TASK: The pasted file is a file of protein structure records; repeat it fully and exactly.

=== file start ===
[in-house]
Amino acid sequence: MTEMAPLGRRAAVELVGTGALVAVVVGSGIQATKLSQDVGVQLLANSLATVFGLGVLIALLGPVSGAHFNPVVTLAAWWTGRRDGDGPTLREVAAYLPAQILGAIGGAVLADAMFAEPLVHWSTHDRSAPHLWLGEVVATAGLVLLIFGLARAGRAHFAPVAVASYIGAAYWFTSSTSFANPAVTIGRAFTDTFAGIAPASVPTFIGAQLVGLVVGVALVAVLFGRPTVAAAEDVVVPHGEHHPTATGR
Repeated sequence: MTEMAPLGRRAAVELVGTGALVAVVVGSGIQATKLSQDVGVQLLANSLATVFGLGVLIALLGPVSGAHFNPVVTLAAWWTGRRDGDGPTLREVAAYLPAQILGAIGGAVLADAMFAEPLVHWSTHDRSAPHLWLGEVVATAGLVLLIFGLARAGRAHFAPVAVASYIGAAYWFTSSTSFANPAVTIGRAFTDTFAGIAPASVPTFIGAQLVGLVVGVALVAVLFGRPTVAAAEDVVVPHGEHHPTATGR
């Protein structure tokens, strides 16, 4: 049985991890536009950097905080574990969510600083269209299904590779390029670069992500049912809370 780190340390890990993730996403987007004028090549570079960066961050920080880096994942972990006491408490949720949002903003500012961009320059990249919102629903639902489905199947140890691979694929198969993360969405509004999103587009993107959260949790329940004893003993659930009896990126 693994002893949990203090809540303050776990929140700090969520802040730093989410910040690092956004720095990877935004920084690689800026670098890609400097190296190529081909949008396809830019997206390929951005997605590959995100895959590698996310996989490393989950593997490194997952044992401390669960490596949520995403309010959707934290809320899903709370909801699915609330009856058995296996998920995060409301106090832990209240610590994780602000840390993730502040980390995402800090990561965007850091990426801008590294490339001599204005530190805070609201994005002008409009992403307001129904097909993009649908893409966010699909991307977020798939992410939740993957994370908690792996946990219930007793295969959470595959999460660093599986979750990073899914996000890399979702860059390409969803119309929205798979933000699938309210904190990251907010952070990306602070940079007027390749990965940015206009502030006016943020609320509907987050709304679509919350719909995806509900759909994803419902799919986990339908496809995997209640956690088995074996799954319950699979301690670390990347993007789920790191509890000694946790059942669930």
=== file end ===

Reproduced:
[in-house]
Amino acid sequence: MTEMAPLGRRAAVELVGTGALVAVVVGSGIQATKLSQDVGVQLLANSLATVFGLGVLIALLGPVSGAHFNPVVTLAAWWTGRRDGDGPTLREVAAYLPAQILGAIGGAVLADAMFAEPLVHWSTHDRSAPHLWLGEVVATAGLVLLIFGLARAGRAHFAPVAVASYIGAAYWFTSSTSFANPAVTIGRAFTDTFAGIAPASVPTFIGAQLVGLVVGVALVAVLFGRPTVAAAEDVVVPHGEHHPTATGR
Repeated sequence: MTEMAPLGRRAAVELVGTGALVAVVVGSGIQATKLSQDVGVQLLANSLATVFGLGVLIALLGPVSGAHFNPVVTLAAWWTGRRDGDGPTLREVAAYLPAQILGAIGGAVLADAMFAEPLVHWSTHDRSAPHLWLGEVVATAGLVLLIFGLARAGRAHFAPVAVASYIGAAYWFTSSTSFANPAVTIGRAFTDTFAGIAPASVPTFIGAQLVGLVVGVALVAVLFGRPTVAAAEDVVVPHGEHHPTATGR
């Protein structure tokens, strides 16, 4: 049985991890536009950097905080574990969510600083269209299904590779390029670069992500049912809370 780190340390890990993730996403987007004028090549570079960066961050920080880096994942972990006491408490949720949002903003500012961009320059990249919102629903639902489905199947140890691979694929198969993360969405509004999103587009993107959260949790329940004893003993659930009896990126 693994002893949990203090809540303050776990929140700090969520802040730093989410910040690092956004720095990877935004920084690689800026670098890609400097190296190529081909949008396809830019997206390929951005997605590959995100895959590698996310996989490393989950593997490194997952044992401390669960490596949520995403309010959707934290809320899903709370909801699915609330009856058995296996998920995060409301106090832990209240610590994780602000840390993730502040980390995402800090990561965007850091990426801008590294490339001599204005530190805070609201994005002008409009992403307001129904097909993009649908893409966010699909991307977020798939992410939740993957994370908690792996946990219930007793295969959470595959999460660093599986979750990073899914996000890399979702860059390409969803119309929205798979933000699938309210904190990251907010952070990306602070940079007027390749990965940015206009502030006016943020609320509907987050709304679509919350719909995806509900759909994803419902799919986990339908496809995997209640956690088995074996799954319950699979301690670390990347993007789920790191509890000694946790059942669930």